Last chance to see a major exhibition on the post-war heritage of Coventry and Warwickshire

THIS weekend is the last chance to see a major exhibition highlighting a forgotten piece of the region’s heritage.

Modern Mercia: Post-War Art in Coventry and Warwickshire 1945-1970 will end on Sunday 19 September.

The exhibition showcases the best of the region’s post-war creativity as part of the University of Warwick’s Resonate Festival.

The multimedia visual arts exhibition is inspired by the reconstruction of the post-war city and celebrates the artistic ambitions of an avant-garde region, as well as its emergence from a troubled era, through 60 exhibitions including sculptures, household items, photographs and archival films. borrowed from local collections and private lenders.

It also explores the emphasis in Britain in the 1950s and 1960s on the importance of art in everyday life, especially at home and in schools, and the form it took in the Midlands. This includes textiles and ceramics by designer Tibor Reich, whose Stratford-based textile company was internationally renowned and produced designs for Coventry Cathedral and Concorde, among others.

The large-scale works, each revealing a unique aspect of 20th century life, thought and politics, have been brought together at the Leamington Art Gallery and Museum through collaboration with a number of local collections, including the Herbert Art Gallery and Museum, Coventry Cathedral. , the University of Warwick and private lenders.

The exhibition was curated by Jane Simpkiss, Curator of Visual Arts at the Leamington Art Gallery and Museum, and Louise Campbell, Emeritus Professor of Art History at the University of Warwick, and is free.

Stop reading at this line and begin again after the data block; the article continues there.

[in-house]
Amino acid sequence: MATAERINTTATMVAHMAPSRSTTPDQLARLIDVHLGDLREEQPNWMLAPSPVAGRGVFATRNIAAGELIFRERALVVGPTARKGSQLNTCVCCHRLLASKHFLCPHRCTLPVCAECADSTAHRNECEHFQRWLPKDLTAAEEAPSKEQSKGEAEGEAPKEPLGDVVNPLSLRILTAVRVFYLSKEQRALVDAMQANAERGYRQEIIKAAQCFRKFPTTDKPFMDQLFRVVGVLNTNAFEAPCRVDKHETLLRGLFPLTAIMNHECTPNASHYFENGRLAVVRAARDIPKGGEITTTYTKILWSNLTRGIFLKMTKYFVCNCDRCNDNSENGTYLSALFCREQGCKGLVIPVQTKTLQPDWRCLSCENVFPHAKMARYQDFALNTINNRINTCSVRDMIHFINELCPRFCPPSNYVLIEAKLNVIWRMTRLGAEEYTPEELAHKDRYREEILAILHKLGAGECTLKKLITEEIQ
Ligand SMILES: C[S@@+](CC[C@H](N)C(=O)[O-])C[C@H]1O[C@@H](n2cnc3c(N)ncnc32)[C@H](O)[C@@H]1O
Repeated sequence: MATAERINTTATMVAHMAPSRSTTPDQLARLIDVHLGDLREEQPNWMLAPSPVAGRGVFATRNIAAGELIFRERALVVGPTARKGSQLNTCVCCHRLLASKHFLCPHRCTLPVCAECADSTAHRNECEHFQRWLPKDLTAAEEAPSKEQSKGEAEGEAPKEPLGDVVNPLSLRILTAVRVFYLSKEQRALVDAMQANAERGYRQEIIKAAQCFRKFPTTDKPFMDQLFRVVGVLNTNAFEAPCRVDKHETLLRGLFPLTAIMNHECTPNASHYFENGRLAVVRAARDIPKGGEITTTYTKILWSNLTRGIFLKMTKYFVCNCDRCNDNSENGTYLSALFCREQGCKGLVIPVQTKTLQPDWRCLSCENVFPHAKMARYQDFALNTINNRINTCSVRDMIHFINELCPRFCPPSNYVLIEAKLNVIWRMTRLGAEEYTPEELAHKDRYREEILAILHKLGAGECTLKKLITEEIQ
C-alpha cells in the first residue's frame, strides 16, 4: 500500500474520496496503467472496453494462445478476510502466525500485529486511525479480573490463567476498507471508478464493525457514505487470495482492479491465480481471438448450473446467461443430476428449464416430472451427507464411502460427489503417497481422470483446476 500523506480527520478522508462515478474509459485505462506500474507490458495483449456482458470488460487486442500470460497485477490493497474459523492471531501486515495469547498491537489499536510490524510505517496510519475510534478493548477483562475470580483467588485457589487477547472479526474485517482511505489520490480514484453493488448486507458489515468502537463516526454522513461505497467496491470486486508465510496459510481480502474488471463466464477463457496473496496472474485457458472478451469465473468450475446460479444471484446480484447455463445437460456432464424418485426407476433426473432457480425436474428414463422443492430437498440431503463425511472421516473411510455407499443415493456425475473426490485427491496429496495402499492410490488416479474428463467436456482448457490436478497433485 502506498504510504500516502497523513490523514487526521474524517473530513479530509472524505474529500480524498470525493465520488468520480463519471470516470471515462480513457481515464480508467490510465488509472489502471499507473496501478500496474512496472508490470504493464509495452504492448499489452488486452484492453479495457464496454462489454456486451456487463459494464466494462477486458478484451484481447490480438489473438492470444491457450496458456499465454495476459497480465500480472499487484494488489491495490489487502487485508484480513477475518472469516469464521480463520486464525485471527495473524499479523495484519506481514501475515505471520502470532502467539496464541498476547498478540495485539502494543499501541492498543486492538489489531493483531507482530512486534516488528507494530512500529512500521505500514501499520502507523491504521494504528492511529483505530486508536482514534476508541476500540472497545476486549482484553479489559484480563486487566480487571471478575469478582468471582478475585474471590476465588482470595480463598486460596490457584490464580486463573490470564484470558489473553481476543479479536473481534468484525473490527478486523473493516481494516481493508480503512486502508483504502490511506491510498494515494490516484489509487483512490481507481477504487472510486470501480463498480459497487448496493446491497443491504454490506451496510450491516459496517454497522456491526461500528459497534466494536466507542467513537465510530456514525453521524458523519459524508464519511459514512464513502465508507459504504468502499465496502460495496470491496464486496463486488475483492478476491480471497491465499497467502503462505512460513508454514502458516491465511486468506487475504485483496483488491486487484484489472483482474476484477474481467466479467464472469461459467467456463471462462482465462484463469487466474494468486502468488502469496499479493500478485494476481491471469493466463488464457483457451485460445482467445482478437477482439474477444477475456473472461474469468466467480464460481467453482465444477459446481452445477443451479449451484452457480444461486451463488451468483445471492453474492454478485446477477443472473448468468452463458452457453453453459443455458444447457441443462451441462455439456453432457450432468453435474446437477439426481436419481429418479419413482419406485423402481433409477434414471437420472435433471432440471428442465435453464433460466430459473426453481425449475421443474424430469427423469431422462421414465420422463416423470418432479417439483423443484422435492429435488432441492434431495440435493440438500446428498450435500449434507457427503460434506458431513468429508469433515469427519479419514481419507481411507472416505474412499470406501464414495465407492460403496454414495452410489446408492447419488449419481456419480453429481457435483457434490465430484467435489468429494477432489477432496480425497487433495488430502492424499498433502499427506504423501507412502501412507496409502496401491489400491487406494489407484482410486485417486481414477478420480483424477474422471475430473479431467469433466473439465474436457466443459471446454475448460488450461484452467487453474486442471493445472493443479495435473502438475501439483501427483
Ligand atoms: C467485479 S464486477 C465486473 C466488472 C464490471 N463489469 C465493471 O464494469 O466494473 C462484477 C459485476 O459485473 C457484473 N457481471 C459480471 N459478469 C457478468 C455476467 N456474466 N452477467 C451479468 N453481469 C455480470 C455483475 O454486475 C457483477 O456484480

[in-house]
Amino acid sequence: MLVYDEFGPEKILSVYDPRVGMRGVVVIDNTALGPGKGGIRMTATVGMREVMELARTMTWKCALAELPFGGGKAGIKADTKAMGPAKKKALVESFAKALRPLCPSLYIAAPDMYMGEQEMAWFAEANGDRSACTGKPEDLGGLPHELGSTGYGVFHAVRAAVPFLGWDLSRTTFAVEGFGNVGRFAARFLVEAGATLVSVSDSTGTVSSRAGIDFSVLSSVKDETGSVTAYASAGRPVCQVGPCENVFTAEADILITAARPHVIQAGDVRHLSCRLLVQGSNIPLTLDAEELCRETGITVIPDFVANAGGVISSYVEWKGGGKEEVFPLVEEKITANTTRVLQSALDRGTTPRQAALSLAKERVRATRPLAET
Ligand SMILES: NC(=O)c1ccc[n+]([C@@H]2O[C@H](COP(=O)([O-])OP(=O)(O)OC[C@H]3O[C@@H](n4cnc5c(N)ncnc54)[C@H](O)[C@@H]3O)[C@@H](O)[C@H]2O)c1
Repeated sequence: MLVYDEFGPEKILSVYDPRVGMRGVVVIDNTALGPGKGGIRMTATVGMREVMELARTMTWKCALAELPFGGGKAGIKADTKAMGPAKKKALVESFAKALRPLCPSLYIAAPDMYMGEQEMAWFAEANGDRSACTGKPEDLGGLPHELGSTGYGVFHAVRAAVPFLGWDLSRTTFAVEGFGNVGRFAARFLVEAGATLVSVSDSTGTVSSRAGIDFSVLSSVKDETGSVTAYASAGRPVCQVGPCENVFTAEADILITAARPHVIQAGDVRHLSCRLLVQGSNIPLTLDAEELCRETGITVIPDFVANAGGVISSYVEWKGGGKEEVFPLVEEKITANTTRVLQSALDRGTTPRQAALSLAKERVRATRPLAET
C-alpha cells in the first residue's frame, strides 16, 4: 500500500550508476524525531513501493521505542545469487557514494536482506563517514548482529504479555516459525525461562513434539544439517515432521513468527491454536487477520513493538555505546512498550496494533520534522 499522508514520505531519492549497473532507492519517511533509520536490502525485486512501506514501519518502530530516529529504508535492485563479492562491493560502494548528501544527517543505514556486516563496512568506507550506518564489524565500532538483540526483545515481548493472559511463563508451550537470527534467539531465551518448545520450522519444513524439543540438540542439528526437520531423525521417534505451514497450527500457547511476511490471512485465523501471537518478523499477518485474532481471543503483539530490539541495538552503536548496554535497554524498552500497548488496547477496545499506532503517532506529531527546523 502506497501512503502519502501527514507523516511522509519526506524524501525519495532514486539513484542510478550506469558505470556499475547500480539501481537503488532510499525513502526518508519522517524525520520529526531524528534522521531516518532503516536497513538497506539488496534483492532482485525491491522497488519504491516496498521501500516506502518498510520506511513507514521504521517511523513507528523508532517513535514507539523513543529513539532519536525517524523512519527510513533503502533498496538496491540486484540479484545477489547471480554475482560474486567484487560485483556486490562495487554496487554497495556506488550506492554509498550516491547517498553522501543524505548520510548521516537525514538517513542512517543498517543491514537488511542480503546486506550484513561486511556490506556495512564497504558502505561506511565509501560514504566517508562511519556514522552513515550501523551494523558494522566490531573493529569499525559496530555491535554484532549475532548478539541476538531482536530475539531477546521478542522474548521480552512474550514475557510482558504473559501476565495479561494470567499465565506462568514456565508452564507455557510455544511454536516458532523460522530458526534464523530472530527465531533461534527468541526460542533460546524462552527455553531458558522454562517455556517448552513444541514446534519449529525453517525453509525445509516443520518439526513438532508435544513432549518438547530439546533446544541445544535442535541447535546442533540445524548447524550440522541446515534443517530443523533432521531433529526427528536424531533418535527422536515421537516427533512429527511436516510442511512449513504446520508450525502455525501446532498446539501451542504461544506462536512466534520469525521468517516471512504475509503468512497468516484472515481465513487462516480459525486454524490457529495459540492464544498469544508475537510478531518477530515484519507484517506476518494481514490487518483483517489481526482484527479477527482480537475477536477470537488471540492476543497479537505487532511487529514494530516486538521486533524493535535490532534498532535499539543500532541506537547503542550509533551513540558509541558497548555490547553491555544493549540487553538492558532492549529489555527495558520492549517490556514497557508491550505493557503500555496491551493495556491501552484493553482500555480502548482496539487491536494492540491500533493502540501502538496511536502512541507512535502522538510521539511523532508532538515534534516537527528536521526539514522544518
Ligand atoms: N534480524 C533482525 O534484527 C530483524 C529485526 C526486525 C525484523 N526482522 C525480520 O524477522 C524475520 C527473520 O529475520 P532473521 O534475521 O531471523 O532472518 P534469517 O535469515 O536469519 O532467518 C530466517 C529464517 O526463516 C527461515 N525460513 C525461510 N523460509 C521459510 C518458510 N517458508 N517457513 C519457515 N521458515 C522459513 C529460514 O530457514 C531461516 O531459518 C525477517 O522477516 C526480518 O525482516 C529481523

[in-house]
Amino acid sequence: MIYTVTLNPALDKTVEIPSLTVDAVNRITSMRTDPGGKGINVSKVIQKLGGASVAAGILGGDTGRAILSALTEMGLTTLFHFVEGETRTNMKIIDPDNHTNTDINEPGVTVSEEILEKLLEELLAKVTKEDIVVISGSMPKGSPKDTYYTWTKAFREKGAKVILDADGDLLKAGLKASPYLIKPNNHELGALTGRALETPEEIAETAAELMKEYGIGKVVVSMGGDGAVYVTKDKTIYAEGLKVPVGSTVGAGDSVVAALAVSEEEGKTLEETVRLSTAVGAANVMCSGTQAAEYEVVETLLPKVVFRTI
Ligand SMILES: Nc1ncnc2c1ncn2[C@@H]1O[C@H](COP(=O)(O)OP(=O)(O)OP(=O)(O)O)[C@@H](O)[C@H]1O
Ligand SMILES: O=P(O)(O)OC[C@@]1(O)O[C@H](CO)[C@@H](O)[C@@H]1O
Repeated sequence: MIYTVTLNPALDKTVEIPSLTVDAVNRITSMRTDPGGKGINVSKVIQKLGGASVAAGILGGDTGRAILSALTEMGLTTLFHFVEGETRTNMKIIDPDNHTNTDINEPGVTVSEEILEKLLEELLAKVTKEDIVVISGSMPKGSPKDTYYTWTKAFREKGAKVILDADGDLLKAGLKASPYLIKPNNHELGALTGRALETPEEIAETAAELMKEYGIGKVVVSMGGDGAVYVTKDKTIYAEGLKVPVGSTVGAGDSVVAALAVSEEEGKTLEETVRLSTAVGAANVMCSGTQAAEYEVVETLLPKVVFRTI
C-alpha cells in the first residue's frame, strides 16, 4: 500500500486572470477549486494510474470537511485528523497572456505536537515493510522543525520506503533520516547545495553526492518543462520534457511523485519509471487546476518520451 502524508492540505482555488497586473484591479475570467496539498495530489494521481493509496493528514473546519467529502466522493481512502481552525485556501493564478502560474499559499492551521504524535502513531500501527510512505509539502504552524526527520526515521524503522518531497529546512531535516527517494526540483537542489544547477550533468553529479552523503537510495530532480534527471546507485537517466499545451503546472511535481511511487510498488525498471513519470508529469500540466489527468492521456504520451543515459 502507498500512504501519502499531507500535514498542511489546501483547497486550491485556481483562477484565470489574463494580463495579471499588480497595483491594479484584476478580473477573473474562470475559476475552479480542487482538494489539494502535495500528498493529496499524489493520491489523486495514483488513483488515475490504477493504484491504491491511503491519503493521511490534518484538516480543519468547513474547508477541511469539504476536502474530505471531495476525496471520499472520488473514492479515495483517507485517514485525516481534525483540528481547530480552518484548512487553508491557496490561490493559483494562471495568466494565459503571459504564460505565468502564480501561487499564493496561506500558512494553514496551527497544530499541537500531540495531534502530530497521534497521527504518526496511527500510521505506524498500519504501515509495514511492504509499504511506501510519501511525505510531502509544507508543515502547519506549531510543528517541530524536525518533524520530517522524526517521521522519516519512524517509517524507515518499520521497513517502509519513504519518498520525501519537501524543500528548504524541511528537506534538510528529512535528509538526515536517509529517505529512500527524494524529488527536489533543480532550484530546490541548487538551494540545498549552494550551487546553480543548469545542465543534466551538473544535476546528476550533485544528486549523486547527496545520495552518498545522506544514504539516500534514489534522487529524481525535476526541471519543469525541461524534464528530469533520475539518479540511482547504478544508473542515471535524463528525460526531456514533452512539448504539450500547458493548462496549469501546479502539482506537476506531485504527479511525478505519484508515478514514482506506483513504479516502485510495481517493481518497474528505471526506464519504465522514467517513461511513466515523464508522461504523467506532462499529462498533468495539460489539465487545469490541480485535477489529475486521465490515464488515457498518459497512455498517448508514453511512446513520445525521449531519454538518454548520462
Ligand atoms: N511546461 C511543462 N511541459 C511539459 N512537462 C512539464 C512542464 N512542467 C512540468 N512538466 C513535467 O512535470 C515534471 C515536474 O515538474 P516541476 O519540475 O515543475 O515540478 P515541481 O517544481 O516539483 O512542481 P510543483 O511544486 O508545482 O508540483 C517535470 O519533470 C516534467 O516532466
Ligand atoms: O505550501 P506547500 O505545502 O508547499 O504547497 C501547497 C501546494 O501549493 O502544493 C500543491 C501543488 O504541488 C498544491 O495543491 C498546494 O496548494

Professor Campbell said: “The modern Mercia was organized with the aim of encouraging people to reflect on an era of art, design and creativity that may soon be lost to redevelopment, and represents a vital chapter but often overlooked in the history of Coventry and Warwickshire.

“This is a perfect opportunity, during the celebrations of the cultural city of Coventry and the Resonate Festival at the University of Warwick, to get people to reflect on their connection to the region and its fascinating post-war past. and in turn to consider the history left by today’s art.

“In addition to the reconstruction of Coventry, it will also detail the emergence of Stratford-upon-Avon as a cultural center and the growth of the Midlands as a thriving manufacturing center.

“Not only do the people of Coventry and Warwickshire appreciate it, but it is also a fascinating prospect for students and secondary school pupils, who will have the chance to see the art left by their predecessors in the colleges and institutions of the city more than half a century ago. “

Visit www.warwickdc.gov.uk/royalpumprooms for more information on the events.

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